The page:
Maternal dietary modifications determine the susceptibility to metabolic diseases in adult life. However, whether maternal high-fat feeding can modulate glucose and lipid metabolism in the early life of offspring is less understood. Furthermore, we explored the underlying mechanisms that influence the phenotype. [...] Read more.
Maternal dietary modifications determine the susceptibility to metabolic diseases in adult life. However, whether maternal high-fat feeding can modulate glucose and lipid metabolism in the early life of offspring is less understood. Furthermore, we explored the underlying mechanisms that influence the phenotype. Using C57BL/6J mice, we examined the effects on the offspring at weaning from dams fed with a high-fat diet or normal chow diet throughout pregnancy and lactation. Gene array experiments and quantitative real-time PCR were performed in the liver tissues of the offspring mice. The offspring of the dams fed the high-fat diet had a heavier body weight, impaired glucose tolerance, decreased insulin sensitivity, increased serum cholesterol and hepatic steatosis at weaning. Bioinformatic analyses indicated that all differentially expressed genes of the offspring between the two groups were mapped to nine pathways. Genes in the peroxisome proliferator-activated receptor (PPAR) signaling pathway were verified by quantitative real-time PCR and these genes were significantly up-regulated in the high-fat diet offspring. A maternal high-fat diet during pregnancy and lactation can modulate hepatic glucose, lipid homeostasis, and gene expression in the PPAR signaling in the early life of offspring, and our results suggested that potential mechanisms that influences this phenotype may be related partially to up-regulate some gene expression in the PPAR signalling pathway. Full article
(This article belongs to the Special Issue Advances in Reproductive Biology)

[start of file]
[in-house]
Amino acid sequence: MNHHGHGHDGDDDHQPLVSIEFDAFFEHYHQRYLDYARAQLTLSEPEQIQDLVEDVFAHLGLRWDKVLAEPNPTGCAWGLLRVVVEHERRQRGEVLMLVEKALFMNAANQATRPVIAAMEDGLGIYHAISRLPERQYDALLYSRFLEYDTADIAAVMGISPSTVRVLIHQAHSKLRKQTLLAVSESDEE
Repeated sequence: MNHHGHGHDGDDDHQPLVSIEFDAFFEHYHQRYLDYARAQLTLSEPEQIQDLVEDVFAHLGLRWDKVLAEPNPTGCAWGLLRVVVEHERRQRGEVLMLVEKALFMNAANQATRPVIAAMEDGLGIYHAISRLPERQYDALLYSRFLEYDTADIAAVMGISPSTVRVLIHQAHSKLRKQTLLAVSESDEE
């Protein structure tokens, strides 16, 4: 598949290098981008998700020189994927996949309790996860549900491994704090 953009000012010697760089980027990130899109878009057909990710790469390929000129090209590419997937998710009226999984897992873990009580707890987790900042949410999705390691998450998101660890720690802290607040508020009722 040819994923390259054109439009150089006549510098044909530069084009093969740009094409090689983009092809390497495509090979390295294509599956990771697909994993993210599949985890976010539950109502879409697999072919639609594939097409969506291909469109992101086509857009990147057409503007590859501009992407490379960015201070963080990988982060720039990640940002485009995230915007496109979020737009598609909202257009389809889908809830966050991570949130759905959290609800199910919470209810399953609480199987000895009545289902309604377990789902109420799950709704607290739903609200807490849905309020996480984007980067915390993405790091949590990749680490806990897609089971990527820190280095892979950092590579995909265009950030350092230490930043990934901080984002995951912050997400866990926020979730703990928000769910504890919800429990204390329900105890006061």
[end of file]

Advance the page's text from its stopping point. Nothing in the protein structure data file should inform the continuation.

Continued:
Review

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Open AccessReview Effects of Dietary Vitamin E on Fertility Functions in Poultry Species
Int. J. Mol. Sci. 2015, 16(5), 9910-9921; doi:10.3390/ijms16059910
Received: 25 February 2015 / Revised: 17 April 2015 / Accepted: 24 April 2015 / Published: 30 April 2015
Cited by 3 | PDF Full-text (903 KB) | HTML Full-text | XML Full-text
Abstract
Vitamin E is found in high quantities in vegetable oils. Although vitamin E has multiple functions in humans and animals, its key function is protecting cells from oxidative damage. Since its discovery, several studies have demonstrated that vitamin E deficiency causes impaired [...] Read more.
Vitamin E is found in high quantities in vegetable oils. Although vitamin E has multiple functions in humans and animals, its key function is protecting cells from oxidative damage. Since its discovery, several studies have demonstrated that vitamin E deficiency causes impaired fertility in humans and lab animals. However, the effects of vitamin E deficiency or of its supplementation on the fertility of farm animals, particularly on poultry, are less well studied. Therefore, a comprehensive review of the effects of dietary vitamin E on the fertility of poultry species is needed in order to understand the beneficial role of vitamin E in the maintenance of sperm and egg qualities. Based on the observations reviewed here, we found that a moderate amount of vitamin E in poultry diet significantly protects semen/sperm qualities in male birds and egg qualities in female birds via decreasing the lipid peroxidation in semen/sperms and eggs. This review provides an overall understanding of the effects of dietary vitamin E on fertility functions in poultry species. Full article
(This article belongs to the Special Issue Advances in Reproductive Biology)
Figures

Open AccessReview Male Reproductive Cancers and Infertility: A Mutual Relationship
Int. J. Mol. Sci. 2015, 16(4), 7230-7260; doi:10.3390/ijms16047230
Received: 18 February 2015 / Revised: 29 March 2015 / Accepted: 29 March 2015 / Published: 31 March 2015
Cited by 3 | PDF Full-text (789 KB) | HTML Full-text | XML Full-text
Abstract
Reproductive dysfunction and malignancies related to the male gender represent a serious health concern, whose incidence has significantly risen over the past years. Prior to treatment, testicular or prostate cancer patients often display poor semen characteristics similar to subfertile or infertile patients. [...] Read more.